AUSTIN (KXAN) — As you may have heard by now, La Niña has met its end and we’re currently in the Neutral phase of the climate pattern El-Niño-Southern Oscillation (ENSO).
While we’re expected to stay neutral through at least spring and possibly a good chunk of summer, a switch to El Niño is expected from late summer into fall.
Now, Atlantic Hurricane season begins June 1 and lasts all the way through Nov. 30. This means it’s likely that a good chunk of Atlantic Hurricane Season 2023 will be spent in an El Niño pattern.
El Niño and hurricanes
El Niño is the warm phase of ENSO, where the waters of the eastern Pacific are warmer than normal. Less vertical wind shear in the hurricane development zone west of Mexico typically brings more frequent hurricanes to the eastern Pacific basin.
However, in the Atlantic, El Niño typically lead to fewer hurricanes. This is largely due to increased vertical wind shear and more stability in the atmosphere. Wind shear is not good for the development or the sustaining of hurricanes as it rips them apart and a more stable atmosphere prevents the lift required for these storms.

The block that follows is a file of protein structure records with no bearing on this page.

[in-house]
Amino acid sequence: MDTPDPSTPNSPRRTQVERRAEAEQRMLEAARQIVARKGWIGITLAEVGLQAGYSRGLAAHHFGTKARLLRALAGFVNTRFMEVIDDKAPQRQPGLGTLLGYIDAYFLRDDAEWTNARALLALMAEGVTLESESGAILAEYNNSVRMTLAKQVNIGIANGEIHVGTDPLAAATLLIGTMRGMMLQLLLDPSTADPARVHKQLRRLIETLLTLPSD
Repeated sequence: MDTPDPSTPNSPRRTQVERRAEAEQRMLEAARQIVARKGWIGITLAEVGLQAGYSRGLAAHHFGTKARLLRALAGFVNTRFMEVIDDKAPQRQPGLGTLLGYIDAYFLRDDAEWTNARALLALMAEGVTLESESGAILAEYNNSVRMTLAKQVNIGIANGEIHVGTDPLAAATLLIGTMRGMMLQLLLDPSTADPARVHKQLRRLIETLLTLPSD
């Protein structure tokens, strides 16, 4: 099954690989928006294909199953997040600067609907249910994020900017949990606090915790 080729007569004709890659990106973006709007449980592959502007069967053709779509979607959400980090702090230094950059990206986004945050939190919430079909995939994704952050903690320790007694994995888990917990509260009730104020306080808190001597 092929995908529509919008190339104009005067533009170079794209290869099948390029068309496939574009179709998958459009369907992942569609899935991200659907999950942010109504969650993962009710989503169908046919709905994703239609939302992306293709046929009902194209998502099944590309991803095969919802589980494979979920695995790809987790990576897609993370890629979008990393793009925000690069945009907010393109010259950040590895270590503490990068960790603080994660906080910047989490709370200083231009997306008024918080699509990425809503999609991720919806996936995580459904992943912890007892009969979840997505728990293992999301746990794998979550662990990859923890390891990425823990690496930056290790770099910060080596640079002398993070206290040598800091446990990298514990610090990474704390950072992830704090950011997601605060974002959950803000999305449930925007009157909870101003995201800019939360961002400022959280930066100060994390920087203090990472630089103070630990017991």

What other factors impact hurricane season
While we talk about the changes in ENSO phase over the course of a few years at the most, there are other longer period climate phases that impact hurricane season and take much longer to switch.
The Atlantic Multi-Decadal Oscillation (AMO) can take decades to flip between cold phases and warm phases. Warm phases or “eras” lead to increased hurricane activity due to warmer waters, weaker trade winds and less vertical shear. While this doesn’t impact the entire tropical Atlantic Ocean, the warm phase of the AMO can offset some of the mitigating circumstances caused by El Niño.
According to Climate.gov the warm phase of AMO during an El Niño hurricane season averages out to bring a near-normal Atlantic Hurricane Season. We’ve been in a warm phase of AMO since 1995.
We’ll start getting 2023 Atlantic hurricane season forecasts from Colorado State University in early April. The National Hurricane Center typically releases their first hurricane season forecast later in May.
Stay with the First Warning Weather Team as we track any impactful tropical weather through the year.